Researchers studied the impact of online dating on relationships. Here's what they found.

Millions are swiping left, but it won't ruin your chances for love.

Being single in our society can really suck.

Especially if you don't want to be. It feels like there's pressure from everywhere to settle down — and fast. People just expect that you'll end up one half of a couple (or else something's wrong with you). And the pitying stares from family members year after year during the holidays? Yeah, that doesn't help, either.

You know what sucks even more that being single? The endless string of articles declaring that dating is dead (and all single people are doomed).

OK, they don't say that exactly, but after reading the recent Vanity Fair story "Tinder and the Dawn of the 'Dating Apocalypse'" by Nancy Jo Sales, it's hard not to come to that conclusion. Sales paints a bleak picture of young people using Tinder just to have sex while other users begrudgingly settle for it even if they want more. She concludes that dating is dead. Even though I know better, the panic was still starting to set in.


And live alone, too. GIF from "New Girl."

But wait! Before you throw in the towel and buy that sad story, hear this: The data says that Tinder has not actually killed dating.

No, really. Let's be honest. Dating has lasted all these years. Do we really think the smartphone will lead to the demise of humankind? If you're hoping to settle down, take comfort in knowing that dating isn't going anywhere.

Don't believe me?

Recent studies of technology's effects on dating and relationships reveal some promising things.

1. Relationships that start online do just as well — if not better — than ones that start "in real life."

One 2012 study from Stanford University found no difference in the strength or quality of relationships that began online. Why? Because online dating has replaced old-school ways of meeting a partner, like school or church. Why would a couple be less committed just because they first started talking behind a screen?

Another study found that meeting online was actually better. Researcher John Cacioppo of the University of Chicago found that married couples who met through online dating were happier and less likely to be divorced. There are a few theories about why that might be, one of which is that when people communicate online, they tend to self-disclose more, which can lead to a stronger bond more quickly.

2. Online dating sites can help your chances of finding "the one" because it widens the dating pool.

That same 2012 Stanford study also found that online dating can be a huge asset to people who have "thin dating markets," such as LGBTQ people. Overall, the Internet offers the opportunity to meet people you would otherwise never have had the chance to meet. And because you established what you were seeking online, you already know they're looking for the same thing.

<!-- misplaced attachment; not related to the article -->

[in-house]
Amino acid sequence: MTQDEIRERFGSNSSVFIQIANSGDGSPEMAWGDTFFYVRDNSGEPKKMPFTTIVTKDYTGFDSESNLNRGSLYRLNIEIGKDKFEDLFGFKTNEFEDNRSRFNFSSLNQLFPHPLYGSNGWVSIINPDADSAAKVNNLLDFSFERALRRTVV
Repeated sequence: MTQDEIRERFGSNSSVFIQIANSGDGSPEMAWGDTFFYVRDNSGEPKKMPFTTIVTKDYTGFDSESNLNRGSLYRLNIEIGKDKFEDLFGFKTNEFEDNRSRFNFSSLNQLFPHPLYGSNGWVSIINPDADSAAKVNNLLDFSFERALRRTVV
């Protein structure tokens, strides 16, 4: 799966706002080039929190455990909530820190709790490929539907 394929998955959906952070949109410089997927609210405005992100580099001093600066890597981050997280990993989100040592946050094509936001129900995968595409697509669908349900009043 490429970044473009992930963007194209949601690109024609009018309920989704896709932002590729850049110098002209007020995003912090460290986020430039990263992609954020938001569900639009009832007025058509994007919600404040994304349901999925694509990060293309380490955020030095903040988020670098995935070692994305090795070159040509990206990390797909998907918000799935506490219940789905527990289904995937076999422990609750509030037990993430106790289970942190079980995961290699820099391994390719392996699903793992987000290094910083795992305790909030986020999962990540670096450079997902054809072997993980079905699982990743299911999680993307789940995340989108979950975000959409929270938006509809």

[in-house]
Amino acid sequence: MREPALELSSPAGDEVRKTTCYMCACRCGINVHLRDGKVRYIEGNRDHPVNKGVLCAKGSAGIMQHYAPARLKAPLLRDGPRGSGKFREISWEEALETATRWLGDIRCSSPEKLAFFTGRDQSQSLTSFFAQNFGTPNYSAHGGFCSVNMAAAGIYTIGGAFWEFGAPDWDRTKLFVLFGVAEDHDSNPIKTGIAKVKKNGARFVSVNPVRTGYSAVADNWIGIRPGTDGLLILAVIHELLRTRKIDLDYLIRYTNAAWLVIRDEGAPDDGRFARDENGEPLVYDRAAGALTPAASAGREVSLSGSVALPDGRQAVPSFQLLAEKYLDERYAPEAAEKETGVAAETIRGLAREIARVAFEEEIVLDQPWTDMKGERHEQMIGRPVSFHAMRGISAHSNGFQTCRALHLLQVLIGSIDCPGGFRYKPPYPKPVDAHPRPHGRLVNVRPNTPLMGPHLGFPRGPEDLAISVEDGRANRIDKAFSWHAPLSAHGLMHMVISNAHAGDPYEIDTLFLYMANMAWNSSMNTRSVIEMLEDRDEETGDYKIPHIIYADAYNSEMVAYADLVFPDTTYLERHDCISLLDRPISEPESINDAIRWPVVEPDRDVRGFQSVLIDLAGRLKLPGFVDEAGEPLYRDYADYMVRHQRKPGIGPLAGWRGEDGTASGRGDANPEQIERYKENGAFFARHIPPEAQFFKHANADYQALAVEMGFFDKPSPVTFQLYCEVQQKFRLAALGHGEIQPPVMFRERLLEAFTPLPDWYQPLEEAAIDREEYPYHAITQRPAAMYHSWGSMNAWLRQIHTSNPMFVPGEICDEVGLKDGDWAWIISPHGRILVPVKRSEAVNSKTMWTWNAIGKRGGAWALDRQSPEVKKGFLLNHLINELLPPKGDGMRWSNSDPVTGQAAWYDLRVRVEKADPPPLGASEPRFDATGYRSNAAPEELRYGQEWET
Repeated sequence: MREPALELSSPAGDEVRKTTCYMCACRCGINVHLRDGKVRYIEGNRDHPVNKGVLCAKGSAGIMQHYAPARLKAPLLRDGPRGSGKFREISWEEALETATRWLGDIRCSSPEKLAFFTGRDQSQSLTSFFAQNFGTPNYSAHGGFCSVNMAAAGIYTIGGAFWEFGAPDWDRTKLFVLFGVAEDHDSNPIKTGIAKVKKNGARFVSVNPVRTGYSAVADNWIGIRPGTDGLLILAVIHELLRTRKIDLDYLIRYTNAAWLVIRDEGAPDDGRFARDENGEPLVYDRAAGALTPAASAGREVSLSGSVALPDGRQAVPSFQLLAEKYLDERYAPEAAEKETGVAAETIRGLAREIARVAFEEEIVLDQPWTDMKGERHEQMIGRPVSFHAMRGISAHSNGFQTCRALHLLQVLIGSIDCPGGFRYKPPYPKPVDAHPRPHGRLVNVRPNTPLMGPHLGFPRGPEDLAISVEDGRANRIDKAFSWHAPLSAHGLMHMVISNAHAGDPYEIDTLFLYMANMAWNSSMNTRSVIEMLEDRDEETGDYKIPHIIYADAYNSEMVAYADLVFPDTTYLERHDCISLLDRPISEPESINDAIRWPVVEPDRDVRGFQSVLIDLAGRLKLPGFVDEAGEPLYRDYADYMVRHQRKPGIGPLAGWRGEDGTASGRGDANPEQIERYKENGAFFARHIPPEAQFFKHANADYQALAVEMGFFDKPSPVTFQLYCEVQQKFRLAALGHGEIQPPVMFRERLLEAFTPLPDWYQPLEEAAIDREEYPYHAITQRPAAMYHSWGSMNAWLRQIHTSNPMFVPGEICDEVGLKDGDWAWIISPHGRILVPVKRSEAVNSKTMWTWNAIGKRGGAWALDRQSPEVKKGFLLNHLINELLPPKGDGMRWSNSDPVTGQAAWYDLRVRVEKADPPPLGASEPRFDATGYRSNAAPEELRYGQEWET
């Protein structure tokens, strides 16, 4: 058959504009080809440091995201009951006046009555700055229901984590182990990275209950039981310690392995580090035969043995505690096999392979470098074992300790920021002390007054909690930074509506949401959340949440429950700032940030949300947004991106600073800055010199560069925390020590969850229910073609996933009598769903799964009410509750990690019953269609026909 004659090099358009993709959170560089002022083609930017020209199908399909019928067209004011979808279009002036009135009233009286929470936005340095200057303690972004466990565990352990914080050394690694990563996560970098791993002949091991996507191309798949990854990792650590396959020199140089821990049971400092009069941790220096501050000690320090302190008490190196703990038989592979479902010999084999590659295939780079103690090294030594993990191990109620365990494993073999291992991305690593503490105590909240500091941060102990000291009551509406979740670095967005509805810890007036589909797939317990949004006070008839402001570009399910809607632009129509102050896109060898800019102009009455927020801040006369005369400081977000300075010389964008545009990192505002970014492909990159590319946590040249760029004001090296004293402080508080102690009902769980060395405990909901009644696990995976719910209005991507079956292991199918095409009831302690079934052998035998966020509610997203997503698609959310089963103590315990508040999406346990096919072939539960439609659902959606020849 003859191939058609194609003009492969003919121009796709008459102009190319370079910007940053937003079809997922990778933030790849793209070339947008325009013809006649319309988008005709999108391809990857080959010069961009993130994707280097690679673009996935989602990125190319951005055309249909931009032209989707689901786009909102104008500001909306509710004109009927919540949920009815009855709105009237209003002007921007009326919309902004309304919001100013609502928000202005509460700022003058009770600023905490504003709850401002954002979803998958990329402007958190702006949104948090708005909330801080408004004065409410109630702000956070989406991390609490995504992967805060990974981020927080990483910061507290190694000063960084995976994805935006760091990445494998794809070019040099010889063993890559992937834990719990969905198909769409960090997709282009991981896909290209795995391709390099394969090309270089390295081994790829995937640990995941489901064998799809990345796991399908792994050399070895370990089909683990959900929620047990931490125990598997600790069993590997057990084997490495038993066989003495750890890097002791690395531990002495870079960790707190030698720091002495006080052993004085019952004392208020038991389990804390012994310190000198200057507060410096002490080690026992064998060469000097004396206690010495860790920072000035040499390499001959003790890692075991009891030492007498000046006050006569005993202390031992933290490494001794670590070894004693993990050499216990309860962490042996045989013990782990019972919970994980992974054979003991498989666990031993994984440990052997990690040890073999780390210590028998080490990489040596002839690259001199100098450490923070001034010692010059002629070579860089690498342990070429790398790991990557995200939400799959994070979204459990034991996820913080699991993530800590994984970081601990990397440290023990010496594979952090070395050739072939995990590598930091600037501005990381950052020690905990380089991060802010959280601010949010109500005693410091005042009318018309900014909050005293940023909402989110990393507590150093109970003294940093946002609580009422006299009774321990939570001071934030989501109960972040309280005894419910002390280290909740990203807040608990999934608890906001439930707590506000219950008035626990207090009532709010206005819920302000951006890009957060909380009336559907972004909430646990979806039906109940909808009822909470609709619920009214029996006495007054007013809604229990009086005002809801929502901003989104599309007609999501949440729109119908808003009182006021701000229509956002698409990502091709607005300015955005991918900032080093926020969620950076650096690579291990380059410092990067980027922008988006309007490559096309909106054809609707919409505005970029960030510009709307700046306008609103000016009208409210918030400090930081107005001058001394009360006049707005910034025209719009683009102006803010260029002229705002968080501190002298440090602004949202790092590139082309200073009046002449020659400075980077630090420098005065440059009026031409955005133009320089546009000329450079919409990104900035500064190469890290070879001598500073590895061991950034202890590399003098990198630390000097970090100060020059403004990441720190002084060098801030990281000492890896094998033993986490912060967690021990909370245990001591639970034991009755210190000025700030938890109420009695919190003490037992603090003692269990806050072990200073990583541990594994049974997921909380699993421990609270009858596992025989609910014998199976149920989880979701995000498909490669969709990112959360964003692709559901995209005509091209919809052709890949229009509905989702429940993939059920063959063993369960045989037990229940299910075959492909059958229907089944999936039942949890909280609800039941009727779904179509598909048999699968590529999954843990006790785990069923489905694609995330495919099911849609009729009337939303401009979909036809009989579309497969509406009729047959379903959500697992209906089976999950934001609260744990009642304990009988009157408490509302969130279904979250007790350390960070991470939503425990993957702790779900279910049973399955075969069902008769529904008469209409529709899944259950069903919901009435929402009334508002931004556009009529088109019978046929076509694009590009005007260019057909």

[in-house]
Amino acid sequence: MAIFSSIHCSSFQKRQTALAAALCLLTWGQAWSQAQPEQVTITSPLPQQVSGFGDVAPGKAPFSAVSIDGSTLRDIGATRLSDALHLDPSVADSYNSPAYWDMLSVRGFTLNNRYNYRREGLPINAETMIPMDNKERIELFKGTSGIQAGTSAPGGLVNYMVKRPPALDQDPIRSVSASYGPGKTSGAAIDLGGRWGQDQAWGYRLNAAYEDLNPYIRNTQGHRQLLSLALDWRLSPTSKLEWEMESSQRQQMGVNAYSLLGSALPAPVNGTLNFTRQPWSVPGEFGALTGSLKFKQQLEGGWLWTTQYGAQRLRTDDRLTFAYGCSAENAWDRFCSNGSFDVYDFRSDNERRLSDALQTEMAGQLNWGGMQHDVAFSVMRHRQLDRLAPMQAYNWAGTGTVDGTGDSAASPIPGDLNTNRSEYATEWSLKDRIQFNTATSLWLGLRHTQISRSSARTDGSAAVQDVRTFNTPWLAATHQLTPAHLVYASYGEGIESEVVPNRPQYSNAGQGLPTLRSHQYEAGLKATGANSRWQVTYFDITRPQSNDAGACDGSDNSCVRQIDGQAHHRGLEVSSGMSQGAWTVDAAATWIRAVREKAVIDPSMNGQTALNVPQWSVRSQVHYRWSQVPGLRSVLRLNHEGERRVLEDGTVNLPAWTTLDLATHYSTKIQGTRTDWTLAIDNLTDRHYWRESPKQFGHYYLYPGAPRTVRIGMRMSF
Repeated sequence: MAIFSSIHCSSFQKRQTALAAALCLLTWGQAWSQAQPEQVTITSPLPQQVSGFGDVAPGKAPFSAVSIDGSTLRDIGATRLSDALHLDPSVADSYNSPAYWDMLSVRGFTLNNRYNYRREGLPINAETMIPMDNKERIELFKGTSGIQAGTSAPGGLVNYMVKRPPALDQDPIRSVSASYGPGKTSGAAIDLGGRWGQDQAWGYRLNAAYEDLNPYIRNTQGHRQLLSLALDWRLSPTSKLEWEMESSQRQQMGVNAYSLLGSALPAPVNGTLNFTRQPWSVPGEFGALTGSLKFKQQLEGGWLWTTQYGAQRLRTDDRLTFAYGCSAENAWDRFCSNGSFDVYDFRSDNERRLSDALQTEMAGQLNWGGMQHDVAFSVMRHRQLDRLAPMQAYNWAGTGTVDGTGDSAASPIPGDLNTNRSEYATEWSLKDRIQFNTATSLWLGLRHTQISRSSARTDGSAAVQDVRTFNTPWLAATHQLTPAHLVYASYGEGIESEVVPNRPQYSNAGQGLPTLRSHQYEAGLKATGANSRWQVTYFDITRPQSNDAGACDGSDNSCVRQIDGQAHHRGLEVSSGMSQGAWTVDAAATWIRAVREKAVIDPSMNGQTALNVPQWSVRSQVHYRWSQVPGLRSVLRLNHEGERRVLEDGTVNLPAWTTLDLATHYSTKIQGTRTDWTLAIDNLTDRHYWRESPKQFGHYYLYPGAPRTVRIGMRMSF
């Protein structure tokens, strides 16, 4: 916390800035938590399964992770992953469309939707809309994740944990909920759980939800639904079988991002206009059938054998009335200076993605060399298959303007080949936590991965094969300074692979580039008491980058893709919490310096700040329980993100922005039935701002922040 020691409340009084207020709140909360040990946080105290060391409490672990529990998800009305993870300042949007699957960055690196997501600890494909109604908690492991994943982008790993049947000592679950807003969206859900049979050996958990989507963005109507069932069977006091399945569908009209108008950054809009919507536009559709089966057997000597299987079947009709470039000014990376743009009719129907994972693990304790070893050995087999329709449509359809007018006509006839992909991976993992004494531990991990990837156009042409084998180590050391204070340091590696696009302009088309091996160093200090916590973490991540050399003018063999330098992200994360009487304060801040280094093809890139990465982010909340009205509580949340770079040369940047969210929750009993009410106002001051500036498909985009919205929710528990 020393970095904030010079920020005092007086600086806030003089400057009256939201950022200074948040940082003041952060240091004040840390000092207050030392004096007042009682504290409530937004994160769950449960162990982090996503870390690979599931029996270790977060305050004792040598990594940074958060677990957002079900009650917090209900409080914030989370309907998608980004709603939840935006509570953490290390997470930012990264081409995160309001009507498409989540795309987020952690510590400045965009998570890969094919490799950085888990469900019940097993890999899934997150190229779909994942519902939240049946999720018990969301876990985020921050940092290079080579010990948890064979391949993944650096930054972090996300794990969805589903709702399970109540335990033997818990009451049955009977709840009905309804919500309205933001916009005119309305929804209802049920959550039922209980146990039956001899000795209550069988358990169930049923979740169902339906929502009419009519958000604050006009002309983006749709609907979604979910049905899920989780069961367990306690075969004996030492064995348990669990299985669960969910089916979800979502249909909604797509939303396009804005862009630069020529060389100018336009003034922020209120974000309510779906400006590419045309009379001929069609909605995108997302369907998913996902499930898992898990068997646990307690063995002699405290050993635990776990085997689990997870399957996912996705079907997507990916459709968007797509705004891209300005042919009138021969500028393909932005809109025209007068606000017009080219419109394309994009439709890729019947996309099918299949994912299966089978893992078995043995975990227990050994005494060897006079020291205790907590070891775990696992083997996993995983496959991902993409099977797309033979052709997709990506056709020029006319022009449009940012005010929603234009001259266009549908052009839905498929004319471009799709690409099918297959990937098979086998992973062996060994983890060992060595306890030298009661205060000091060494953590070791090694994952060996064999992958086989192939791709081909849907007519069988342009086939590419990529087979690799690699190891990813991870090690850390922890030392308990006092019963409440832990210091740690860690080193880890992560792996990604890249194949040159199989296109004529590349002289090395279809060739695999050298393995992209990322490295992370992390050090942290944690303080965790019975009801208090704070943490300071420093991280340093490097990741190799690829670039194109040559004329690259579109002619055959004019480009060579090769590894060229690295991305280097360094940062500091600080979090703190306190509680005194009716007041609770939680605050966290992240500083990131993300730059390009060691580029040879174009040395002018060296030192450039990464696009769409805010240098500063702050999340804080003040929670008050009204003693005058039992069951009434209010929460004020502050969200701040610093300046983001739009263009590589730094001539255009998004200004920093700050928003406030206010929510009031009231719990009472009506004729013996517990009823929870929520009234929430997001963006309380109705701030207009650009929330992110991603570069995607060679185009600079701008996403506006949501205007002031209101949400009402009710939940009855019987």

Researchers from Northwestern University seem to agree: Having more people to choose from really is a huge benefit of online dating, not a disadvantage.

What if I told you that all of these dates are happening ... because of the Internet? Photo by Stan Honda/AFP/Getty Images.

3. The Internet is not killing marriage.

I know marriage is not the goal of every person looking for a date. But marriage rates can give us insight into whether having an exponentially bigger dating pool makes people more reluctant to settle down.

And guess what? Andriana Bellou of the University of Montreal found that as more people used the Internet, marriage rates actually increased. That doesn't mean that more online dating caused the higher rates of marriage. But it's probably safe to say that the Internets are not killing monogamy as we know it.

4. "Hookup culture" is not a new thing created by online dating.

The same people who proclaim the "death of dating" often blame the advent of no-strings-attached sexual activity. Errrr, I hate to make folks clutch their pearls, but casual sex has been around long before the first computer was invented. Also: A 2013 University Portland study found that today's college students actually have less sex and fewer sex partners than those who dated before the age of OKCupid.

Fellow singles looking for a partner: Join me in a collective sigh of relief.

And the next time someone sends you a trend piece telling you that dating is dead, think about what Samhita Mukhopadhyay, author of "Outdated: Why Dating Is Ruining Your Love Life," said on Al-Jazeera America in response to the Vanity Fair article:

"Tools such as Tinder (or Grindr, Bumble, Hinge, etc.) have opened up space for people that traditionally didn't have the greatest access to sex or relationships. ... These tools have had a powerful effect on our ability to be choosy. You no longer have to marry the guy next door. These are benefits for all daters, not just entitled, sexist stockbrokers."

Turns out we're not all doomed. Phew. So if you live in the Philly or New York City area, hit me up for a drink — since maybe there's hope for us after all.

Just pretend it's me doing this seductive wink. GIF from "All in With Chris Hayes."

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